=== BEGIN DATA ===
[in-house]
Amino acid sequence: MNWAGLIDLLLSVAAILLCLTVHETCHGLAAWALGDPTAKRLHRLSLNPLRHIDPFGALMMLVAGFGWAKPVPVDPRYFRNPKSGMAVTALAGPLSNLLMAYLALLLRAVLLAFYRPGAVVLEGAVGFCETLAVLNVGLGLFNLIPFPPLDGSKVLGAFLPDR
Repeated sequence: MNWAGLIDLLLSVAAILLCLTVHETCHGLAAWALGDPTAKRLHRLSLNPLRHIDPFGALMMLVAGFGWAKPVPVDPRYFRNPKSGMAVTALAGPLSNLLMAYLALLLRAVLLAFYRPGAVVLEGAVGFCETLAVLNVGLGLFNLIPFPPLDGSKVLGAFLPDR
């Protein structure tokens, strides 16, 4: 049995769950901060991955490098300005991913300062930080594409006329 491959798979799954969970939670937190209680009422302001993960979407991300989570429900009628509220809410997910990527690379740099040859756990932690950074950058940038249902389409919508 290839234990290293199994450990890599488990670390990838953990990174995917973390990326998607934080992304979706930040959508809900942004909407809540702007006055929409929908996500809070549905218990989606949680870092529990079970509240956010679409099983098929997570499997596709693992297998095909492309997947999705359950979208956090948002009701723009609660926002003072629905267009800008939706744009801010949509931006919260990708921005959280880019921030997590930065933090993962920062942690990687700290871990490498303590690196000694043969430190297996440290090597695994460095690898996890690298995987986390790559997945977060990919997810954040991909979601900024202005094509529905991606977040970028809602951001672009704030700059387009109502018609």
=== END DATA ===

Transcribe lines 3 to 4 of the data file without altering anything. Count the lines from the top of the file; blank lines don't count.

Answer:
Repeated sequence: MNWAGLIDLLLSVAAILLCLTVHETCHGLAAWALGDPTAKRLHRLSLNPLRHIDPFGALMMLVAGFGWAKPVPVDPRYFRNPKSGMAVTALAGPLSNLLMAYLALLLRAVLLAFYRPGAVVLEGAVGFCETLAVLNVGLGLFNLIPFPPLDGSKVLGAFLPDR
């Protein structure tokens, strides 16, 4: 049995769950901060991955490098300005991913300062930080594409006329 491959798979799954969970939670937190209680009422302001993960979407991300989570429900009628509220809410997910990527690379740099040859756990932690950074950058940038249902389409919508 290839234990290293199994450990890599488990670390990838953990990174995917973390990326998607934080992304979706930040959508809900942004909407809540702007006055929409929908996500809070549905218990989606949680870092529990079970509240956010679409099983098929997570499997596709693992297998095909492309997947999705359950979208956090948002009701723009609660926002003072629905267009800008939706744009801010949509931006919260990708921005959280880019921030997590930065933090993962920062942690990687700290871990490498303590690196000694043969430190297996440290090597695994460095690898996890690298995987986390790559997945977060990919997810954040991909979601900024202005094509529905991606977040970028809602951001672009704030700059387009109502018609």